4. I got this in the mail yesterday, and so far I am impressed. I haven't watched it all, I just skimmed through a few of the disks, but the video quality is the best I've seen. Way better than "The Film Archive." While much of this material I've already seen in one form or another, I've been surprised at the number of things I haven't seen before. But it's definitely not YouTube rips, much to my delight. The packaging is nice, I love the picture on the box, very cool. So far I have only a couple complaints. First, the list of content, which was posted above, doesn't actually fit into the box. It's a minor thing, but still, how hard would it have been for them to make the list fit into the box. Also, I don't believe the list is accurate. I'm not certain of it, it could have just been me being confused, but I swear there were times when the list said I was watching something that I clearly wasn't. Unless there actually is a city called Vancouver in Iceland. But again, I could have just been mixed up about which video I was on. The only other complaint is not really about what is here but rather what is missing. For it to be a truly all-inclusive set, it should have had all of the Seattle '77 show, and the two Earl's Court videos that are out there. Plus there are some other clips that appear to be missing, such as the audience footage of 6/21/77. While it may be the most complete collection to date, it isn't complete. But what is there is as high a quality as you're going to find, so I'm still pleased with it.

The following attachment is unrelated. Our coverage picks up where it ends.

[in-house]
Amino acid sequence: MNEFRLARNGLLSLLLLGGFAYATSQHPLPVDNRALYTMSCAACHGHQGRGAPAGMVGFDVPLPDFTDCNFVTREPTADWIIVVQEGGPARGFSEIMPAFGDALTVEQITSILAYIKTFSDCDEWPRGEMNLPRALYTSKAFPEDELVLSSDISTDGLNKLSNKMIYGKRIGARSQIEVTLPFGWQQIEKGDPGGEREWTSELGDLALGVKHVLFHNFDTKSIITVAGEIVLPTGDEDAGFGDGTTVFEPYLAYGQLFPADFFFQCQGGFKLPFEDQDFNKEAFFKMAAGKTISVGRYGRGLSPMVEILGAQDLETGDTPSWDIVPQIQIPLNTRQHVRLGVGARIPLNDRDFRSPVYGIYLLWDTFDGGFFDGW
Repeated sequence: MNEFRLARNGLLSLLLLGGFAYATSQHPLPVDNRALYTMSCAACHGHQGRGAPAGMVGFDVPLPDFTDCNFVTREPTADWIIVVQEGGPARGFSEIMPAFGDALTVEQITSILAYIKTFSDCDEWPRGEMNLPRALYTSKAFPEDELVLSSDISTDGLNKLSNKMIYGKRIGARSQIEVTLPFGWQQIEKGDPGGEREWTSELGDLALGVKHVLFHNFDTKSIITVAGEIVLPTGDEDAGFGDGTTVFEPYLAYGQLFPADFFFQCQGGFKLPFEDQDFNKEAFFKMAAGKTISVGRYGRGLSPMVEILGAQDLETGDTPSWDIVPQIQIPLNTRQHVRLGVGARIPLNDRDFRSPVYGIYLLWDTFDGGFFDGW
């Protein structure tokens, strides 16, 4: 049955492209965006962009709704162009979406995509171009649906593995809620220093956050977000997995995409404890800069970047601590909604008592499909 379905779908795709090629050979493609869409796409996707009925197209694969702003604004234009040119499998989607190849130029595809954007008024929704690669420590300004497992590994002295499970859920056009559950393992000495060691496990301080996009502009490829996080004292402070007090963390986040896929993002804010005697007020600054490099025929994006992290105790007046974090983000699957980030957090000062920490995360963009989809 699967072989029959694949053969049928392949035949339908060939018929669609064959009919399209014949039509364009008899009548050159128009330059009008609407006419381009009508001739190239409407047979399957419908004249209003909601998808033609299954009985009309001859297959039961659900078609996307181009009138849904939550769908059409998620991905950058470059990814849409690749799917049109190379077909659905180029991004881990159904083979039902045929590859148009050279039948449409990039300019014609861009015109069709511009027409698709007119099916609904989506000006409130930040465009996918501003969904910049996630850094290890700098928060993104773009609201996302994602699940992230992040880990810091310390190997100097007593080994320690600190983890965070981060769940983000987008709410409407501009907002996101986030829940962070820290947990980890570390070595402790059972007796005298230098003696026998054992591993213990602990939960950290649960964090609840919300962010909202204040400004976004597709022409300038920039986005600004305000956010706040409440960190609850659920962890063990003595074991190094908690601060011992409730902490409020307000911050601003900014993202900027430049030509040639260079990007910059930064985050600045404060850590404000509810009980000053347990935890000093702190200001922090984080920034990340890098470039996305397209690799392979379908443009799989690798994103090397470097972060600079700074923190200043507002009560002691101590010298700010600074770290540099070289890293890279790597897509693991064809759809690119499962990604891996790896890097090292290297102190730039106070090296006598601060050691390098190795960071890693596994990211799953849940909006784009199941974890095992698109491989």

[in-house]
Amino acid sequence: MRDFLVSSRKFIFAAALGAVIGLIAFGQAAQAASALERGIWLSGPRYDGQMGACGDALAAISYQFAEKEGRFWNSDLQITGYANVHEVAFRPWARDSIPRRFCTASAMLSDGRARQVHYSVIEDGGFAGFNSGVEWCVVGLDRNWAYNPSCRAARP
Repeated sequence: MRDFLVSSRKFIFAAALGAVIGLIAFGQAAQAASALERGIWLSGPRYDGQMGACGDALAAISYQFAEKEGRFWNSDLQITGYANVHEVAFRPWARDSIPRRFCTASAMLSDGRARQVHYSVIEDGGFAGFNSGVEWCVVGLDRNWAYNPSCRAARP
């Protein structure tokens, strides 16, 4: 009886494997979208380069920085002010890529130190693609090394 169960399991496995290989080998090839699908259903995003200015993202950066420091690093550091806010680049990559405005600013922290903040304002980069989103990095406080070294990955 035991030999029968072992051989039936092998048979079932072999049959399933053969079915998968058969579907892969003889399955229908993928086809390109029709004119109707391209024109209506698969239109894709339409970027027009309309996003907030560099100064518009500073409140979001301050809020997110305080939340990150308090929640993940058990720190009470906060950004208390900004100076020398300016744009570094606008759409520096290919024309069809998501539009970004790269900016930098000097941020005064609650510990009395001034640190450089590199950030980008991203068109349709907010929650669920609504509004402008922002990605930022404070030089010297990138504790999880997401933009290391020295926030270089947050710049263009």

5. I agree. It reminds me of a quote from the booklet of a Yardbirds compilation I have: "Depending on your perspective, the Yardbirds were either a footnote in the history of Led Zeppelin and the careers of three superstar guitarists, or one of the most important bands of the 1960's, second only to the Beatles and the Rolling Stones."
  6. I don't know, drum solos seemed to still be a thing well into the 80's hair band days.